Watch Bruce Moyer's Legislative Update here.
The Gorsuch Nomination
Judge Neil Gorsuch is three key votes away from joining the United States Supreme Court, a process that could unfold in Washington next week amid considerable political controversy over a dramatic Senate rules change.
Senate Republicans next week could invoke the so-called nuclear option, blowing up the current Senate rule requiring 60 votes to break a filibuster of a Supreme Court nomination, and imposing a new threshold requiring only a bare-majority 51 votes to win confirmation. Republicans currently face an uphill climb to confirm Judge Gorsuch, with an ever-increasing bloc of Senate Democrats announcing opposition to his nomination, largely in retaliation for the Republican blockade of Judge Merrick Garland’s nomination to the High Court last year.
The first key vote on the Gorsuch nomination will occur in the Senate Judiciary Committee on Monday, April 4, when Gorsuch, a Tenth Circuit appeals court judge, is likely to be approved on an 11-9 party line vote, sending his nomination on to the full Senate for confirmation.
Once that occurs, and if Senate Democrats continue to resist Gorsuch through a “paper filibuster” blocking floor consideration of the nomination, a second key Senate vote could occur by mid-week, involving a change in Rule XXII of the Senate rules, which currently requires 60 votes to end debate on the confirmation of Supreme Court nominees. If the rule change occurs, the third key vote could occur by the end of the week, when all 52 Republicans are expected to vote to confirm Judge Gorsuch to the United States Supreme Court.
Senate Democrats in November 2013, at a time when they controlled the Senate, changed the rules to eliminate filibusters on executive nominees and district and circuit judicial nominees, but refrained from altering the rules on Supreme Court nominations. Requiring a bare-majority 51 votes in the Senate – akin to the general parliamentary rule in the House – would represent a new low point in escalating Senate partisanship over judicial nominations. It also will likely further polarize the political environment awaiting the next vacancy on the Supreme Court.
Circuit and District Judicial Vacancies
The Federal Judiciary website
reported the following 124 Article III vacancies as of March 31, 2017:
|Courts of Appeal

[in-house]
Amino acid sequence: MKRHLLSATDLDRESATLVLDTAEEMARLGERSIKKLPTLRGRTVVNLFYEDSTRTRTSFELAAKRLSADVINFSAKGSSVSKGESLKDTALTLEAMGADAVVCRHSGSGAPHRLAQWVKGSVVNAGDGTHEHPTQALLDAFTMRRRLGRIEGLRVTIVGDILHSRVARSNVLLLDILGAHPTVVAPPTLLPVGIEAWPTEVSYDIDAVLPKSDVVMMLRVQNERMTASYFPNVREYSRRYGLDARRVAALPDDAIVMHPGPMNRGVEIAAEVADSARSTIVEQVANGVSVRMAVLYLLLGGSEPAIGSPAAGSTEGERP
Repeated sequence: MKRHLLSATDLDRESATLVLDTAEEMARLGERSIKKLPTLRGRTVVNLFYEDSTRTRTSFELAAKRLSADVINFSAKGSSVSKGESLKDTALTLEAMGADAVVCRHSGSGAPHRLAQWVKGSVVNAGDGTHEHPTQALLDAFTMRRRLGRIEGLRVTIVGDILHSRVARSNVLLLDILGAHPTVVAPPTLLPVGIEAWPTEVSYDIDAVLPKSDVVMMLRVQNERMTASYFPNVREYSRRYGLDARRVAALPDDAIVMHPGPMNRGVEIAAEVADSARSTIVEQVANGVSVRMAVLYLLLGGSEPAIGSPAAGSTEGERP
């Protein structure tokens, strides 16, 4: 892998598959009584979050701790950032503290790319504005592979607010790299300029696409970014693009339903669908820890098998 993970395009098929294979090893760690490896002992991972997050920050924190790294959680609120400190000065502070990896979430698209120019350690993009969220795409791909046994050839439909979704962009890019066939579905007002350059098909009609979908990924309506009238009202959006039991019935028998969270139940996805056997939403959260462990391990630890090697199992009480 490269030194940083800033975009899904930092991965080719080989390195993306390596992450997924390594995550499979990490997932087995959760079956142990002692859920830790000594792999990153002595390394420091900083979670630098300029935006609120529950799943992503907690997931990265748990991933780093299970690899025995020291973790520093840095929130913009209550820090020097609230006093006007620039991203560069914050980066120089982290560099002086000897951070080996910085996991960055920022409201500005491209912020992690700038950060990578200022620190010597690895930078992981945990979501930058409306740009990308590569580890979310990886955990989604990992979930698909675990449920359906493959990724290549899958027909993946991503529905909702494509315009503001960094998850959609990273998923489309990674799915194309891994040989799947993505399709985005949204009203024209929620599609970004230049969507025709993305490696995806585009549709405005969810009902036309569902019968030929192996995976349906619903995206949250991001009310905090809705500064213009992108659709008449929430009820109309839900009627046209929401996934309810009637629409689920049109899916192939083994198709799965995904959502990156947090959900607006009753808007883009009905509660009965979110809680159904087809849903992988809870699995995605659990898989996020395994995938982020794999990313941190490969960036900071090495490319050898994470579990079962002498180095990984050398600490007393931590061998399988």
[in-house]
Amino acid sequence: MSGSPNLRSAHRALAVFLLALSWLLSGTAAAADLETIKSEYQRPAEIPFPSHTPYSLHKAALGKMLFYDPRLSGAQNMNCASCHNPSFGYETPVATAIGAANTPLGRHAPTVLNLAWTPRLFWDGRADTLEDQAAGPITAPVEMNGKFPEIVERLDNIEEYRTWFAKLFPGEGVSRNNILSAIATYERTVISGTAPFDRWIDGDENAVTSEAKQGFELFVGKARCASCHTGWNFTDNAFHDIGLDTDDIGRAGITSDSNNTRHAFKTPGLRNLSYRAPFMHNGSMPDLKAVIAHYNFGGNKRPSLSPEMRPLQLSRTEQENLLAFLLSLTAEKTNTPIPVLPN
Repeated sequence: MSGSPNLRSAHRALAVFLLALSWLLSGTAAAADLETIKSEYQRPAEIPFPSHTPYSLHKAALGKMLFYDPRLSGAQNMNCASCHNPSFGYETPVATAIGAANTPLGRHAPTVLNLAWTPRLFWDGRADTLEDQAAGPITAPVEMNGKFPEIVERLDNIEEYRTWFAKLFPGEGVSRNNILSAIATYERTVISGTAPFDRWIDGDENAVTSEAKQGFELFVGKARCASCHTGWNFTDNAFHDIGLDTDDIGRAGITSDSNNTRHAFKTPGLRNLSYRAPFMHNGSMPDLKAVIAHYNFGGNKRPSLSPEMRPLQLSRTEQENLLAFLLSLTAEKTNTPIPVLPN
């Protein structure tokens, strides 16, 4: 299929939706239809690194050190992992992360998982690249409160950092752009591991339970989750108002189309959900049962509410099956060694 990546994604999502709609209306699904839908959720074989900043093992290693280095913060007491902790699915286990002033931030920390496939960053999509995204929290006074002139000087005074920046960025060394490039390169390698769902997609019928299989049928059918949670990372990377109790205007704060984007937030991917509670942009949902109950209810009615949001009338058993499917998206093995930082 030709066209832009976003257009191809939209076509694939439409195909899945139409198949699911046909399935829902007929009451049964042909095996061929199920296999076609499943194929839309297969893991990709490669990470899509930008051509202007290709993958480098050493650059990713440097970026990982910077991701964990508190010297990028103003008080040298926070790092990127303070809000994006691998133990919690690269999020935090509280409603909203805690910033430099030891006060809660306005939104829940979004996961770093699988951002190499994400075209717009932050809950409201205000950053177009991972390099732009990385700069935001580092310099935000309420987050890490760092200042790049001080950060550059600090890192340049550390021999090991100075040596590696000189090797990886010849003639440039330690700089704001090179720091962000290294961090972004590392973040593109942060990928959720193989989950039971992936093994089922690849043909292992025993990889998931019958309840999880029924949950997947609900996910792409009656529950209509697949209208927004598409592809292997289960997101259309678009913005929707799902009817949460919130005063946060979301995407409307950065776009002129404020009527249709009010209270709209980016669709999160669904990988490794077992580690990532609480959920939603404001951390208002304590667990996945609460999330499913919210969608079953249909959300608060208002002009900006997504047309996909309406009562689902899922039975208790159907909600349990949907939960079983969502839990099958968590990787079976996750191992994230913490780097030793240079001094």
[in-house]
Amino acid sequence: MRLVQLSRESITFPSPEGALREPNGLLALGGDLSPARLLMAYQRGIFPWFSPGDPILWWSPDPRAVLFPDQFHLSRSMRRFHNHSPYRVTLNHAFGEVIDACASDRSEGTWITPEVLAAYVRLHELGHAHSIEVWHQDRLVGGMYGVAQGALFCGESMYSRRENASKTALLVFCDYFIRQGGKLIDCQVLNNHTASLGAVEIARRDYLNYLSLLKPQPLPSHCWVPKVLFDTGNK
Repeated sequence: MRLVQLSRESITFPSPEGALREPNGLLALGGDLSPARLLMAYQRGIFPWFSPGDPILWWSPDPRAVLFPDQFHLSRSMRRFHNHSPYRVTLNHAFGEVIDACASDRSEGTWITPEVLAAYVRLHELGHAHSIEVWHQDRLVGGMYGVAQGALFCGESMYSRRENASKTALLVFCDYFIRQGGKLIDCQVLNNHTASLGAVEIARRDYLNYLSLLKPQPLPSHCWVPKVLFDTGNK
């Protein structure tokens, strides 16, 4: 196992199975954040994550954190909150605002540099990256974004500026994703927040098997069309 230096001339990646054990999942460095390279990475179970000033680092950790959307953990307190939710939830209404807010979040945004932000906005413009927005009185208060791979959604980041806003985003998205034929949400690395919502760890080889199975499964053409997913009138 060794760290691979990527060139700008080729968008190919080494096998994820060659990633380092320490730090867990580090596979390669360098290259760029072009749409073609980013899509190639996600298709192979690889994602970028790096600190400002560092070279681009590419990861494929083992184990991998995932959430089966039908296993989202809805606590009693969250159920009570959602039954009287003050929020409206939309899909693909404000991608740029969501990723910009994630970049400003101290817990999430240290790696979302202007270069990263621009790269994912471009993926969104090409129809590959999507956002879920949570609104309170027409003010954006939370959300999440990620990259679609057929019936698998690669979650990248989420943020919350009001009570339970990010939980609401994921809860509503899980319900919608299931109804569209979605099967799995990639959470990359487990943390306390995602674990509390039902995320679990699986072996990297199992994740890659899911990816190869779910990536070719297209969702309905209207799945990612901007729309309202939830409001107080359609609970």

US Ct of International Trade
US Ct of Federal Claims
Forty-eight of the vacancies are considered “judicial emergencies” by the Judicial Conference, the policy-making body of the Federal Judiciary.
President Donald Trump announced his first federal appeals court nomination on March 21, naming Judge Amul R. Thapar to the U.S. Court of Appeals for the Sixth Circuit. Thapar currently serves on the District Court for the Eastern District of Kentucky. The son of Indian-American immigrants, he was the first Article III judge of South Asian descent.
Funding for the Federal Judiciary
Uncertainty over court funding and the prospect of a government shutdown loom as a stopgap government-wide funding extension expires on April 28. The Congress installed the funding extension, called a Continuing Resolution, last September to continue Fiscal Year 2017 appropriations at 2016 levels through April 28, 2017.
But now, in the wake of the defeat suffered last week by House Republicans to repeal and replace the Affordable Care Act, the depth of bipartisan support to cooperate and extend government funding through the end of the year will be tested. In mid-March, Judge Julia Gibbons, chair of the Budget Committee of the United States Judicial Conference, characterized the budget outlook for the Judiciary as “uncertain,” telling the Conference: “We find ourselves with an uncertain budget outlook going forward. We are concerned about the impact a series of flat budgets, or actual declines, would have on federal court operations. Such a scenario would put us back into the financial condition we were under during sequestration within a few years.”